Matt Mossholder on 14 Jul 2011 13:10:55 -0700

[Date Prev] [Date Next] [Thread Prev] [Thread Next] [Date Index] [Thread Index]

Re: [PLUG] personal WiFi security: Stopping the barbarians at the gates

On Thu, Jul 14, 2011 at 4:02 PM, Floyd Johnson <> wrote:
Well, the bits about a drive-by third party being capable of both MAC
address forgery and deducing a presumed-hidden SSID are starting to make
me wonder if I've been going commando under a suit of pre-ballistic
armor for the last two years. That is, aside from WPA2's actual
encryption, my network is essentially unprotected. Then again, the
balance is that I'm on good terms with those of my neighbors who own
network-capable computers.

Googling for "better than WPA2" turned up some chatter at suggesting that in early '06,
"reasonable protection" included one heckuva key with WPA2, as Matt

The closest thing to proper bulletproof armor at that time was
implementing a RADIUS authentication server. Supposedly, doing so was
potentially costly, and comparable to the "driving to Chicago" state of
affairs were a commercial airliner made out of the same heavy steel that
surrounds the flight recorders.

What, then, is/should be standard practice for repelling the
piggybacking byte-burglars who want to break into our home LANs?
Then again, the typical drive-by e-bandit perceives where I live as a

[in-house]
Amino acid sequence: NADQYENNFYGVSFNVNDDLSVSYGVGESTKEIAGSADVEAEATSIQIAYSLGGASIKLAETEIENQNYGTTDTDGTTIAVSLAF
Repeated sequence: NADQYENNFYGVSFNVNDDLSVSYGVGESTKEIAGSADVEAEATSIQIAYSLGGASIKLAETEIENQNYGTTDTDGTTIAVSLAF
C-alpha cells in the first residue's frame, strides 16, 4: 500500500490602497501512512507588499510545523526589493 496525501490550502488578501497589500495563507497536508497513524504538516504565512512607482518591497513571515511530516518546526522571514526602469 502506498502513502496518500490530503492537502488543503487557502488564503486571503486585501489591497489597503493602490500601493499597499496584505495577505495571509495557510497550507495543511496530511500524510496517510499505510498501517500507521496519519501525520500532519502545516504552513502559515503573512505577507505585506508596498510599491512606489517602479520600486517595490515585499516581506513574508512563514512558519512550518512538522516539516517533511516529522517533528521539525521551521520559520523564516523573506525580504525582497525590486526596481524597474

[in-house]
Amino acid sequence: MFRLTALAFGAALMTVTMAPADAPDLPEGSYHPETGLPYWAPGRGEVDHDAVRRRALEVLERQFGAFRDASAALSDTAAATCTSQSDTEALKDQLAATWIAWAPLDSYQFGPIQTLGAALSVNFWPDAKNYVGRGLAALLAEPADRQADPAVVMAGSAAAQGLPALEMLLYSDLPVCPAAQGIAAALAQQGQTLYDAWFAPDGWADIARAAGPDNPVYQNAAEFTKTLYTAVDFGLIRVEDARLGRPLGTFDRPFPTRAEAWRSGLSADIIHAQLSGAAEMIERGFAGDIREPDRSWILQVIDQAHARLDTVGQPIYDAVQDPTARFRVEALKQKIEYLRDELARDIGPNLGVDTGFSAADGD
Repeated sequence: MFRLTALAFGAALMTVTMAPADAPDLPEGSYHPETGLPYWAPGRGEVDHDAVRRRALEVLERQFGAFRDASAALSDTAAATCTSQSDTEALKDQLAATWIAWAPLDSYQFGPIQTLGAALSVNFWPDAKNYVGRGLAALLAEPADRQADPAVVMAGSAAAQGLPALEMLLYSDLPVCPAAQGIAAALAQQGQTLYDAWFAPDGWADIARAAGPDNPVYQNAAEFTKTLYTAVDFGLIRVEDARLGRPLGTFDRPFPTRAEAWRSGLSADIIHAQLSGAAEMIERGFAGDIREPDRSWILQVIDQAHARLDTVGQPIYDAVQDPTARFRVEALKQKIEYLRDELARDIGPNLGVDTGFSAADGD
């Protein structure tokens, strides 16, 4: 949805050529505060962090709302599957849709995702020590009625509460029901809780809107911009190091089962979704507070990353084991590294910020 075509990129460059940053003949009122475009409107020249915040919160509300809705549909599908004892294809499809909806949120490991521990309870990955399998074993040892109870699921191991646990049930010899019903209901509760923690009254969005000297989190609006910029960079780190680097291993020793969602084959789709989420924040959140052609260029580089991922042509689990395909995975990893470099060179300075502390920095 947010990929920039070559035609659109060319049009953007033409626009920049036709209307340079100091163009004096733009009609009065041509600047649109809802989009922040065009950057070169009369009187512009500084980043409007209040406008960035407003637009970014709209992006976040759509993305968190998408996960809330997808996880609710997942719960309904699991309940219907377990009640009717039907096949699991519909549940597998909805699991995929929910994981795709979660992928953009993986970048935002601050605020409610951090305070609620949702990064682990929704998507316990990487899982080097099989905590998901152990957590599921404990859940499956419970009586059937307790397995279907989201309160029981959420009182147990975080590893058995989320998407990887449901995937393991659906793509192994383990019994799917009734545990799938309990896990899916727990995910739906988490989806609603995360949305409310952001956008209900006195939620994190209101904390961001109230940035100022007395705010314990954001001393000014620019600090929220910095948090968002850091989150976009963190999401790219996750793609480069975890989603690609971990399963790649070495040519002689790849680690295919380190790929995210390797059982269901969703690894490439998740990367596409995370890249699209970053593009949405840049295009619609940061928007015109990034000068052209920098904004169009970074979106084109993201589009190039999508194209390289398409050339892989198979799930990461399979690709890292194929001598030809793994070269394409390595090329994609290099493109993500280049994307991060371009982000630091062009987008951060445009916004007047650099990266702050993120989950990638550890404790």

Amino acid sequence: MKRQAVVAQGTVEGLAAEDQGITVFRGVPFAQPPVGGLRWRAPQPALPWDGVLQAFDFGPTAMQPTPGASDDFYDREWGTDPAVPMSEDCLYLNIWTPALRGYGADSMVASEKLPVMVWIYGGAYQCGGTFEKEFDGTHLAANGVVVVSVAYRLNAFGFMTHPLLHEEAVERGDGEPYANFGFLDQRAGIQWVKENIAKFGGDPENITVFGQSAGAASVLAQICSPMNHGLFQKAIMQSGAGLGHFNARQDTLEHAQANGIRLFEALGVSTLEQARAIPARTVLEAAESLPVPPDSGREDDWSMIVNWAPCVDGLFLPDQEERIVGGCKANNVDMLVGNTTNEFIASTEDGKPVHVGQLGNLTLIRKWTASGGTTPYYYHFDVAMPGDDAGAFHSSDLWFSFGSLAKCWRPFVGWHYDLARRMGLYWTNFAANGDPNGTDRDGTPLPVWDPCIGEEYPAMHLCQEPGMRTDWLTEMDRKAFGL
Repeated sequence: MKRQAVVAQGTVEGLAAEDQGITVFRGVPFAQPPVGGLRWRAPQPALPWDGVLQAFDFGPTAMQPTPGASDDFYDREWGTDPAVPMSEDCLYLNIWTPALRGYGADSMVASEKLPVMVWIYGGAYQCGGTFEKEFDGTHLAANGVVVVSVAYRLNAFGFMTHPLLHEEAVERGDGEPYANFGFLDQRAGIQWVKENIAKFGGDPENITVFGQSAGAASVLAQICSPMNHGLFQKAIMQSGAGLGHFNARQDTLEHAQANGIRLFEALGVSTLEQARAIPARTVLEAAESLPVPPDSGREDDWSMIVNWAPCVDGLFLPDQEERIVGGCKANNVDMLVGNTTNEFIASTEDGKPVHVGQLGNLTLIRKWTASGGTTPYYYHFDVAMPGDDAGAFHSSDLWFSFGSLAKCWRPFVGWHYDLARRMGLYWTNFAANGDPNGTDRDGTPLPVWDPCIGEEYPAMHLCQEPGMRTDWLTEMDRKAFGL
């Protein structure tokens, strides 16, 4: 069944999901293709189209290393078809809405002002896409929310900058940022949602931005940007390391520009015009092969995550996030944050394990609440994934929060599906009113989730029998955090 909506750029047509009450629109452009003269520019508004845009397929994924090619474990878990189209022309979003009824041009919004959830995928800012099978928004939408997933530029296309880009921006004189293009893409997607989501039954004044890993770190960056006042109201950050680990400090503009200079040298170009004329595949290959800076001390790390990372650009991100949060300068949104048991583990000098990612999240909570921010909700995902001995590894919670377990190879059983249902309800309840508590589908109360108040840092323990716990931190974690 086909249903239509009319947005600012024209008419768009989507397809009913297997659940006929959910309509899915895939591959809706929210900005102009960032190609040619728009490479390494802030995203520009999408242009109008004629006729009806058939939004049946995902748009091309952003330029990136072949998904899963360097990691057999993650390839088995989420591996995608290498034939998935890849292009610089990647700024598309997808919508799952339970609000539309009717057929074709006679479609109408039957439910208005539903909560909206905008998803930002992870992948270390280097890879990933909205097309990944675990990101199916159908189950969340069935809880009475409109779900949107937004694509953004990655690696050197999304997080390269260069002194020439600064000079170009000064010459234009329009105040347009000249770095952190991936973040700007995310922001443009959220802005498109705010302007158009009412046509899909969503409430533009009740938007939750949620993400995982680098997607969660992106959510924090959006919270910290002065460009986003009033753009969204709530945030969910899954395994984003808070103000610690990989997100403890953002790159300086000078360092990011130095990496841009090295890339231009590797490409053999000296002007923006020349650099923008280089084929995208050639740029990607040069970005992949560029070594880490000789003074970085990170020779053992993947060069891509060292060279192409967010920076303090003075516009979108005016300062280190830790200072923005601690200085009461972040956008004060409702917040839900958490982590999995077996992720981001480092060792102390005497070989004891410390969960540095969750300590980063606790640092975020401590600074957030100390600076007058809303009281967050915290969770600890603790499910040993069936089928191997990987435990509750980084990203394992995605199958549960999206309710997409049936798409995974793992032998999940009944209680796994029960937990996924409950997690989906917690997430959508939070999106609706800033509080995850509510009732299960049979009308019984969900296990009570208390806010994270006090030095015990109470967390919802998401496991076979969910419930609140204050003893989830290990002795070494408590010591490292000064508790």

place where he's more likely to have his car stolen than gain any
financial or other data worth stealing.

Even implementing RADIUS alone Â(also referred to as WPA2 Enterprise) doesn't actually add any value. It is only when you combine RADIUS with some authentication method that equates to strong authentication that you get any value. For example, using RADIUS with individual users setup with plaintext passwords doesn't really add sizable value over WPA2 Personal. However, if you were to replace plaintext with some form of One Time Password, SecurID, etc. it becomes much more secure.Â

For a home user, though, I would (and do) use a significantly long password, and not worry about it. Unless someone finds a good crack to WPA2, you should be safe enough.

Philadelphia Linux Users Group         --
Announcements -
General Discussion  --